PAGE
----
The Long And Short Of It

Money manager Bob Olstein, who runs the $150 million Olstein Financial Alert Fund, has racked up impressive gains since Oct. 17, 1995, the day the fund opened for business. One of his picks, Wet Seal, has jumped 368% since then. A stock he shorted, Boston Chicken, has tumbled 32%. What's Olstein up to now?

Stocks he is buying are a bet on baby boomers' coming retirement: Coachmen Industries (COA), a maker of recreational vehicles and modular housing; Fleetwood Enterprises (FLE), with 20% of the manufactured-housing market; and Thor Industries (THO), a maker of motor homes. Other reasons Olstein likes these companies: All have ample cash flow and little debt. They are also selling at a discount, partly because their shares have been beaten down.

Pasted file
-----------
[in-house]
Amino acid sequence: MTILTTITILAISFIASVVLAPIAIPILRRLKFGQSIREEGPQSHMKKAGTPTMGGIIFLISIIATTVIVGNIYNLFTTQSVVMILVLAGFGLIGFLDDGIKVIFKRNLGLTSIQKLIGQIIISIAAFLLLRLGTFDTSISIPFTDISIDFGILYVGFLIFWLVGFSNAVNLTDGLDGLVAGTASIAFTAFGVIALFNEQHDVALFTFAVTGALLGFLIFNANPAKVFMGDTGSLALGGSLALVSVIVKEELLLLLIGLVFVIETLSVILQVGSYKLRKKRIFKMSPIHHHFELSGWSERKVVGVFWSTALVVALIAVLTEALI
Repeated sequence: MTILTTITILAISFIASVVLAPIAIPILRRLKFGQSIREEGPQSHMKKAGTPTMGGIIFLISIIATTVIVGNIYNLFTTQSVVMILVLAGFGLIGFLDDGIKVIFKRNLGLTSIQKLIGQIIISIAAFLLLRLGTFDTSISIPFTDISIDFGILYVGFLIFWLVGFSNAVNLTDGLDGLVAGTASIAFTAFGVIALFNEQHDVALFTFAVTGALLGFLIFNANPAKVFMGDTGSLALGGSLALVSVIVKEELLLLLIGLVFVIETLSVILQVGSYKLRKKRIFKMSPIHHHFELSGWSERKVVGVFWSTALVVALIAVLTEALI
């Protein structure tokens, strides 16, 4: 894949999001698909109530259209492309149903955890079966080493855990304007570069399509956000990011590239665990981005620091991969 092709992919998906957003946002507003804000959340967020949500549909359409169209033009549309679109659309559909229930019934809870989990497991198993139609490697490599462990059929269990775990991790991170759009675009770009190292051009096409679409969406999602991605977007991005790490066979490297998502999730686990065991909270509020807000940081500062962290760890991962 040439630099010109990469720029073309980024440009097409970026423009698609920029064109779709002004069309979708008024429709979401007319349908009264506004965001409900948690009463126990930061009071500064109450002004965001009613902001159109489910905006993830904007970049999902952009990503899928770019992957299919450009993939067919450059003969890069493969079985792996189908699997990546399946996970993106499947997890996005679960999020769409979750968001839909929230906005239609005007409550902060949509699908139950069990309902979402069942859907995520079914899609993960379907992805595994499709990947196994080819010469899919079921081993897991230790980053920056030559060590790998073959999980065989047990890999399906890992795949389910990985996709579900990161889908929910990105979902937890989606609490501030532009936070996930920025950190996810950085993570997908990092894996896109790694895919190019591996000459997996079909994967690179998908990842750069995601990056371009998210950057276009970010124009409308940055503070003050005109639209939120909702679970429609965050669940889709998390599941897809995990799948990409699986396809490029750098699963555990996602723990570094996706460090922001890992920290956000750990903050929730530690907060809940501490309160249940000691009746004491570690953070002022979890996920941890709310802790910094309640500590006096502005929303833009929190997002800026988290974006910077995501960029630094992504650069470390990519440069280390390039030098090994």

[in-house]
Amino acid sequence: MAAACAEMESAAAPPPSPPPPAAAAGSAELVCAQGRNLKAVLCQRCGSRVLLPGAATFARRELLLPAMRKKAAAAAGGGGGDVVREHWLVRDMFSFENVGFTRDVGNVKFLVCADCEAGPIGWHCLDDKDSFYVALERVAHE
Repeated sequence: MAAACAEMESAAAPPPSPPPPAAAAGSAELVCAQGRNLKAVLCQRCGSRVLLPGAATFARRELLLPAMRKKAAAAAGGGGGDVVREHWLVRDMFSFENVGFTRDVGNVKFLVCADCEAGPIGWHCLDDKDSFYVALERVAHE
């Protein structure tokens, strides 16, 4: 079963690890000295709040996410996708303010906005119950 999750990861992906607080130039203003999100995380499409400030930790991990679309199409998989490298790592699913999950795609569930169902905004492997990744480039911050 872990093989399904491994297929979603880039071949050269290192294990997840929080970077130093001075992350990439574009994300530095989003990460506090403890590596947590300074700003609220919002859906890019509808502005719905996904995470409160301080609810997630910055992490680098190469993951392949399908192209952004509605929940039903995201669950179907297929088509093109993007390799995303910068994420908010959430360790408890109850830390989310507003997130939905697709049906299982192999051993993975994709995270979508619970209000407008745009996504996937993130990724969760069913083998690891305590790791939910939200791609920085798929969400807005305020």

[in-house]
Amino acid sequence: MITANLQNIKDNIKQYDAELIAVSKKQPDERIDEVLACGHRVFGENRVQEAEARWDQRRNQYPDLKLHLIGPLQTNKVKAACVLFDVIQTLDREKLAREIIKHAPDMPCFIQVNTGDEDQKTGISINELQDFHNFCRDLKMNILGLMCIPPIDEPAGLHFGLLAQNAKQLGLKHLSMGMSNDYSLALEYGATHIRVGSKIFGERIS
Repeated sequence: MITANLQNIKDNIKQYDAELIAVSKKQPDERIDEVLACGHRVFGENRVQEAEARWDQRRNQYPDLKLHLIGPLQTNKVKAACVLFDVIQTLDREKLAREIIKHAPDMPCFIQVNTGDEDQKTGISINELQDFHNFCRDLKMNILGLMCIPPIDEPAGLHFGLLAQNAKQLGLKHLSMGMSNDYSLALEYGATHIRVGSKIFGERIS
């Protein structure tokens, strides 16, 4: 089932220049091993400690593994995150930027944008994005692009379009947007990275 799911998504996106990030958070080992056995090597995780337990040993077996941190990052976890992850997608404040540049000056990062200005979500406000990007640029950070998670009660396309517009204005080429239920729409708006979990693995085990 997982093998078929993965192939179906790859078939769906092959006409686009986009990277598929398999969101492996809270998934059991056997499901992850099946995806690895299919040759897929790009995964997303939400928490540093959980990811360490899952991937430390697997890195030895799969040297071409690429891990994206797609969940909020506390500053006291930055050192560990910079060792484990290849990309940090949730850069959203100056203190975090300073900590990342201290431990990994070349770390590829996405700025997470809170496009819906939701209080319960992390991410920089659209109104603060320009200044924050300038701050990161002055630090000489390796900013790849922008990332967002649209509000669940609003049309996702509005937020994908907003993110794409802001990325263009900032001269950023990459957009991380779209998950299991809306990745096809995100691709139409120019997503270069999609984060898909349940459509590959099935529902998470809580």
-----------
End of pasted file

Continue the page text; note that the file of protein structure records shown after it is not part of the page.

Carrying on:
Topping Olstein's list of stocks to short are Best Buy (BBY) and Cooper Cameron (RON). Best Buy sells consumer electronics products, appliances, and software--through a chain of 200 superstores. "The company is flirting dangerously with violating its loan covenants," says Olstein. He warns that the company is in a low-margin business and any disappointments could create a financial crisis. The company says it will meet its loan covenants.

Cooper Cameron, which makes oil-patch gear, is overpriced--in view of its negative cash flow and the "aggressive accounting" it uses, says Olstein. Cooper recognizes revenues before billing a customer, "based on an estimate of the percentage of completion of a project," Olstein explains. So the company's growth may not be as strong as it looks. Cameron spokesman Scott Amann disagrees: The company's accounting practices are widely used in the industry, employing an accepted principle approved by auditors Ernst & Young, he says. And based on net income, noncash charges, and depreciation, Cameron generates positive cash flow, he adds.

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